Is Christ divided? No. The truth is rather more bleak--we are divided from Christ. The timing of the octave of prayer reminds that unity is to be found when we return to the confession of Jesus as Lord and pursue unity with the continual conversion that knocked St Paul off his horse. It is time for us in the West to labor diligently to end our 450 year schism and for our eastern brethren to end their 1,000 year schism. We cannot do it on our own, but God will not bring it about if we harden our hearts to his will. Let us continue to pray for God's grace to accomplish his will.

"Listen to me, you who pursue righteousness, you who seek the LORD: look to the rock from which you were hewn" (Isaiah 51:1).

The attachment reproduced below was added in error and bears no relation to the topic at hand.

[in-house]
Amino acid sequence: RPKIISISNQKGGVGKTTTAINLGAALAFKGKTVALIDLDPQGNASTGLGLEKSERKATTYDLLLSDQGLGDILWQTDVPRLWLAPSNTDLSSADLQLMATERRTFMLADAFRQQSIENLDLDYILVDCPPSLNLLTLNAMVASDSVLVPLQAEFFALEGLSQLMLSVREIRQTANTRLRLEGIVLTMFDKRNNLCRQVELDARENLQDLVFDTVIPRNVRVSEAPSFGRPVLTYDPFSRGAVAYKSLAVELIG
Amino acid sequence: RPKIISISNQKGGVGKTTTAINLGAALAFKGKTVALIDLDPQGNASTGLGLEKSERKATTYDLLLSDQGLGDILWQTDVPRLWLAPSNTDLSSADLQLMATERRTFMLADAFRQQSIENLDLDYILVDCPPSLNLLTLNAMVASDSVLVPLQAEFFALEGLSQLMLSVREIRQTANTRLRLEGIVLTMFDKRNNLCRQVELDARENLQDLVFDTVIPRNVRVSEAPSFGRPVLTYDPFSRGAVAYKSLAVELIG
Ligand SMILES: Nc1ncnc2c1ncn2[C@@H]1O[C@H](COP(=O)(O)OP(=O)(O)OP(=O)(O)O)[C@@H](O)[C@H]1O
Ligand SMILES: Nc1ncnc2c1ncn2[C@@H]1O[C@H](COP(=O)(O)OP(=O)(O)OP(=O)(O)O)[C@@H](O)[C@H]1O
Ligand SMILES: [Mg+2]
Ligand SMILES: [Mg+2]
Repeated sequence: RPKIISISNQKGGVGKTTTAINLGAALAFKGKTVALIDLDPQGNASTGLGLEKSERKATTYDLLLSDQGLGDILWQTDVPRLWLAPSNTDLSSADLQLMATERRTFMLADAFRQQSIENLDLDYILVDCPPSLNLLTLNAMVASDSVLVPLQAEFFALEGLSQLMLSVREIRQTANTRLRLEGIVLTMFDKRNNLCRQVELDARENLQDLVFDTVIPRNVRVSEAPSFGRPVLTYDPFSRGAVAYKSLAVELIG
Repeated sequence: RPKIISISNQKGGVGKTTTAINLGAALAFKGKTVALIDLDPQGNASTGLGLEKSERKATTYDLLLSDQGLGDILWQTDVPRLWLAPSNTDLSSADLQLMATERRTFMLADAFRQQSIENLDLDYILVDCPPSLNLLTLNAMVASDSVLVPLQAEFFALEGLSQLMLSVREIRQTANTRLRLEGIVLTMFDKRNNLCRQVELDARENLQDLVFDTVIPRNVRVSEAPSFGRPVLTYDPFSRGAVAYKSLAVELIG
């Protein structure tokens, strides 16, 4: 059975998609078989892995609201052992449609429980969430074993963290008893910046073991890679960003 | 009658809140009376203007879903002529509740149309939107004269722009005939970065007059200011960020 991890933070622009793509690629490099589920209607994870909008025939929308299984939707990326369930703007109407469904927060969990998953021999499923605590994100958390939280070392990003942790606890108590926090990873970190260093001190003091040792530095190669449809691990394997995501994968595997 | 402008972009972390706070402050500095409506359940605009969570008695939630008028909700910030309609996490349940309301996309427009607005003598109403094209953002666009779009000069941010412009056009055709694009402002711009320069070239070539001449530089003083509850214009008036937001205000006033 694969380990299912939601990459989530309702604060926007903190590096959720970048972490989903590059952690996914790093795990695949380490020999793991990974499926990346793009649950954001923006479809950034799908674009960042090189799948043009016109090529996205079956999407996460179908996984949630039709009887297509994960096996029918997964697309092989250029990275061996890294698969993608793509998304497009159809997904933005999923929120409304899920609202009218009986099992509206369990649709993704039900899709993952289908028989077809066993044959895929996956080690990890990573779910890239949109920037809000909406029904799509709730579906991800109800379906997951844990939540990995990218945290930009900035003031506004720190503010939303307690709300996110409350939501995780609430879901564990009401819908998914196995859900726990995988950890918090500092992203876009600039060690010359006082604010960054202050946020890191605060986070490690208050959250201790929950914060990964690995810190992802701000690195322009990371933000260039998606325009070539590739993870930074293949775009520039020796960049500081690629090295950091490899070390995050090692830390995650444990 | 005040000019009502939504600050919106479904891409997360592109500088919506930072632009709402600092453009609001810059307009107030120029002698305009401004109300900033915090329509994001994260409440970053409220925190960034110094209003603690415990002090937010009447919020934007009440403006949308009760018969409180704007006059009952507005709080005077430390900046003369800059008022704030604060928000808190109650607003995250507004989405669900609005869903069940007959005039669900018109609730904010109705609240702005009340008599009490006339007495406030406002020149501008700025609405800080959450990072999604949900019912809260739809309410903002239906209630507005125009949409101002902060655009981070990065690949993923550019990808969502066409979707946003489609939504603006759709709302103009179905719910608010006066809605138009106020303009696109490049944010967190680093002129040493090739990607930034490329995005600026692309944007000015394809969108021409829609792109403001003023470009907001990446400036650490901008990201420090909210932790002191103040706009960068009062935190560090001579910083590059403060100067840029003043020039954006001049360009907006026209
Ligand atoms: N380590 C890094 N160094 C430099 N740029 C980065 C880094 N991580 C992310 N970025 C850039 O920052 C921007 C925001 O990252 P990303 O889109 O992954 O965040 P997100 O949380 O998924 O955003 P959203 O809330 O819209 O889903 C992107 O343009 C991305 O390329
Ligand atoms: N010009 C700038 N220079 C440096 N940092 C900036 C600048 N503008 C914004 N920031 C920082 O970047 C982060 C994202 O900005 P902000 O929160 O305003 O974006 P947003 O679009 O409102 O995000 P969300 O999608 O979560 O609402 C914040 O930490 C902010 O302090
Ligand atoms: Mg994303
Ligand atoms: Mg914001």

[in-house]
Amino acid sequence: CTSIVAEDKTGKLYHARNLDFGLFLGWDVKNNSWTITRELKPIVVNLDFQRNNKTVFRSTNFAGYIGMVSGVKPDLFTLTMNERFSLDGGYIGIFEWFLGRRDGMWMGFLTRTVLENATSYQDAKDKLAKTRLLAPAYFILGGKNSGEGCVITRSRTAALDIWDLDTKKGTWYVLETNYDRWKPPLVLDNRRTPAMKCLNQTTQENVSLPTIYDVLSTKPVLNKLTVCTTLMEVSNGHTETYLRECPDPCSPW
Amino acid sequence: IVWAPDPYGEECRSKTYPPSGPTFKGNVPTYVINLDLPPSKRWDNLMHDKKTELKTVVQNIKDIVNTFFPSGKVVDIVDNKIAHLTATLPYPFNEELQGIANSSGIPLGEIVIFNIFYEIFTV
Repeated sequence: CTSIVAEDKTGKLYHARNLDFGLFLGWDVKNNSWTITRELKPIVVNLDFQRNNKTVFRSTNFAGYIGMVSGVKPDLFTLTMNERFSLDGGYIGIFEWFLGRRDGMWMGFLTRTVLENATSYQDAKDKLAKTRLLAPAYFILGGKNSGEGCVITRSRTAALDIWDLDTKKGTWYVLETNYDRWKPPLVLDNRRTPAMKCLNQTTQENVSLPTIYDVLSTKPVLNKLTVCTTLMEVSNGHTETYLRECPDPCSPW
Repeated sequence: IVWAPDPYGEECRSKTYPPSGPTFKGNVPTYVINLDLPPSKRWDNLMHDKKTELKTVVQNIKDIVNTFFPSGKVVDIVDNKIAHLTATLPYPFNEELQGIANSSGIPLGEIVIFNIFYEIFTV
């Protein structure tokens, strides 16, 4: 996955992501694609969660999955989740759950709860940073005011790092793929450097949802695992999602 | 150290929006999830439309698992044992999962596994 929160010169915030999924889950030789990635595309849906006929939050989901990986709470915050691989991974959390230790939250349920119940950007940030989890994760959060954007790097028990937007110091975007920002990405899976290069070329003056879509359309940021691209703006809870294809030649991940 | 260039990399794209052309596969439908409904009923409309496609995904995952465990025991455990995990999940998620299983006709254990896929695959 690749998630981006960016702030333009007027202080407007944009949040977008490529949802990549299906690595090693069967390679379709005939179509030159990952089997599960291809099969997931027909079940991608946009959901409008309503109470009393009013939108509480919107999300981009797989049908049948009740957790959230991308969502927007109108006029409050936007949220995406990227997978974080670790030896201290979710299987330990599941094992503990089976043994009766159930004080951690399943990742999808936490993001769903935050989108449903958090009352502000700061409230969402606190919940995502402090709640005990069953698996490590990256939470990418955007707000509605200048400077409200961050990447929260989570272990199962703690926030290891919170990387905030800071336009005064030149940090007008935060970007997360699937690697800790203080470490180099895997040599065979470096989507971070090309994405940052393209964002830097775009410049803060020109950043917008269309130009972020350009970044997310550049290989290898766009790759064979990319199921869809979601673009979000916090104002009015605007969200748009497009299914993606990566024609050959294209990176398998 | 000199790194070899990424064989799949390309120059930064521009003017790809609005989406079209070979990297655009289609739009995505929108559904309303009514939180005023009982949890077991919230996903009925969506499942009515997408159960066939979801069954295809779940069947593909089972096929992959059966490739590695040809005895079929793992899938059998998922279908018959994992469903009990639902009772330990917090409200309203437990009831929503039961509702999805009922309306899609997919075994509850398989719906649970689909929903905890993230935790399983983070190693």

A Prayer for the Unity of the Church
O God the Father of our Lord Jesus Christ, our only Savior, the Prince of Peace: Give us grace seriously to lay to heart the great dangers we are in by our unhappy divisions; take away all hatred and prejudice, and whatever else may hinder us from godly union and concord; that, as there is but one Body and one Spirit, one hope of our calling, one Lord, one Faith, one Baptism, one God and Father of us all, so we may be all of one heart and of one soul, united in one holy bond of truth and peace, of faith and charity, and may with one mind and one mouth glorify thee; through Jesus Christ our Lord. Amen.

Sunday, January 09, 2011

The exorcisms of baptism